January 28, 2023

In Defense of Lobbying

By: Brian Almon

Brian Almon

Lobbying as a profession has a really bad rap these days, and deservedly so. We pin a lot of the problems in politics today to high-powered lobbyists wining and dining our elected officials, diverting them from their job of representing the people and instead passing laws for the benefit of big businesses and special interests.

That’s all true, actually. Wander into the Capitol any given morning and you’ll find lobbyists in nice suits and green name tags chatting up legislators and handing out treats. Our elected representatives do not lack for dining options in the evening, either. We can only imagine what kinds of deals are made behind closed doors.

That said, would it surprise you to learn that I am technically a lobbyist now?

It’s true. As an employee of the Idaho Freedom Foundation I was required to register as a lobbyist, both for IFF itself and for Idaho Freedom Action, just in case I do any work for them in the course of my duties. My green name tag will be ready any day now.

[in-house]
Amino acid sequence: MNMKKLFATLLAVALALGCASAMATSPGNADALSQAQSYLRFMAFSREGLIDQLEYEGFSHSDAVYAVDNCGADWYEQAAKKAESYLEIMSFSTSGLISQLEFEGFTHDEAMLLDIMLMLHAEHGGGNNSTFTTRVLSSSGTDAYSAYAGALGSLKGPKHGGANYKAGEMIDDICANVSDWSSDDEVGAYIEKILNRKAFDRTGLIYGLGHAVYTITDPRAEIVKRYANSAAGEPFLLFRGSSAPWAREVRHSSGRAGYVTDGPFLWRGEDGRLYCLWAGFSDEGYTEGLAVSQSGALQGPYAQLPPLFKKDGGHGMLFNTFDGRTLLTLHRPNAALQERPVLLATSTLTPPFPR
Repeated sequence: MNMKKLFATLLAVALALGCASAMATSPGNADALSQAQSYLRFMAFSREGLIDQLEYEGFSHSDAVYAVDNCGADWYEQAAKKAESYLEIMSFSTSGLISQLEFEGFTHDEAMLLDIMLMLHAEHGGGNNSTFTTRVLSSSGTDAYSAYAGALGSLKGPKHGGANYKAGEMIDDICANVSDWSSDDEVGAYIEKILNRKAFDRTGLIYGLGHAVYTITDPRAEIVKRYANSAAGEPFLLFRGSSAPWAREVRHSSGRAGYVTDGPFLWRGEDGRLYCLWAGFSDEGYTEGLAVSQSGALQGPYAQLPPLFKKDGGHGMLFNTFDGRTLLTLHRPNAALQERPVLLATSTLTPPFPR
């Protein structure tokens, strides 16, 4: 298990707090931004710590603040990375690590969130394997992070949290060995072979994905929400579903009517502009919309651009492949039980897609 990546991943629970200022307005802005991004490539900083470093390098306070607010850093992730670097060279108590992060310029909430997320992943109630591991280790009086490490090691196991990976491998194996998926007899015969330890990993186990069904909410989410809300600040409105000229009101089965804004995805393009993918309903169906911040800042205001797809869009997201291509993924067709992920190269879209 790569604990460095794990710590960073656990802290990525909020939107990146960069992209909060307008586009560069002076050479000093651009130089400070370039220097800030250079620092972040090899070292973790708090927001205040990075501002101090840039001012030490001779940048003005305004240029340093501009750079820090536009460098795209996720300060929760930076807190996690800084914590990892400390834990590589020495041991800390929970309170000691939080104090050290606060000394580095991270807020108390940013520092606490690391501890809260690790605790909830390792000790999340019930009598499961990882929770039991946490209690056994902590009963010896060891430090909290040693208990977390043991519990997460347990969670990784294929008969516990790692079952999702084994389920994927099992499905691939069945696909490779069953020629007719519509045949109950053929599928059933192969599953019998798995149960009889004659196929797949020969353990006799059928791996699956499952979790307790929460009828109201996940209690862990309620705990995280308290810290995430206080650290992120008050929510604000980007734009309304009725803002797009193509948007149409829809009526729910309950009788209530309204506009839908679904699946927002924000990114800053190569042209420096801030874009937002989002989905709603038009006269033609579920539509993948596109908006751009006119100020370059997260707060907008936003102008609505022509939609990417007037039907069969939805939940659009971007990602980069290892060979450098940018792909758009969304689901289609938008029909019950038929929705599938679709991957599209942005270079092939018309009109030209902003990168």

Despite its bad reputation, lobbying is a necessary part of politics. In fact, lobbying is explicitly protected by the 1st Amendment. Everyone knows the parts about freedom of speech and freedom of religion, but the last clause says, “…and to petition the Government for a redress of grievances.”

Every citizen of the United States of America has a right to petition their government, whether at the federal, state, or municipal level. We have the right to demand redress of grievances, to urge them to approve or reject certain laws, or to simply tell them what we think of their performance as our elected representatives.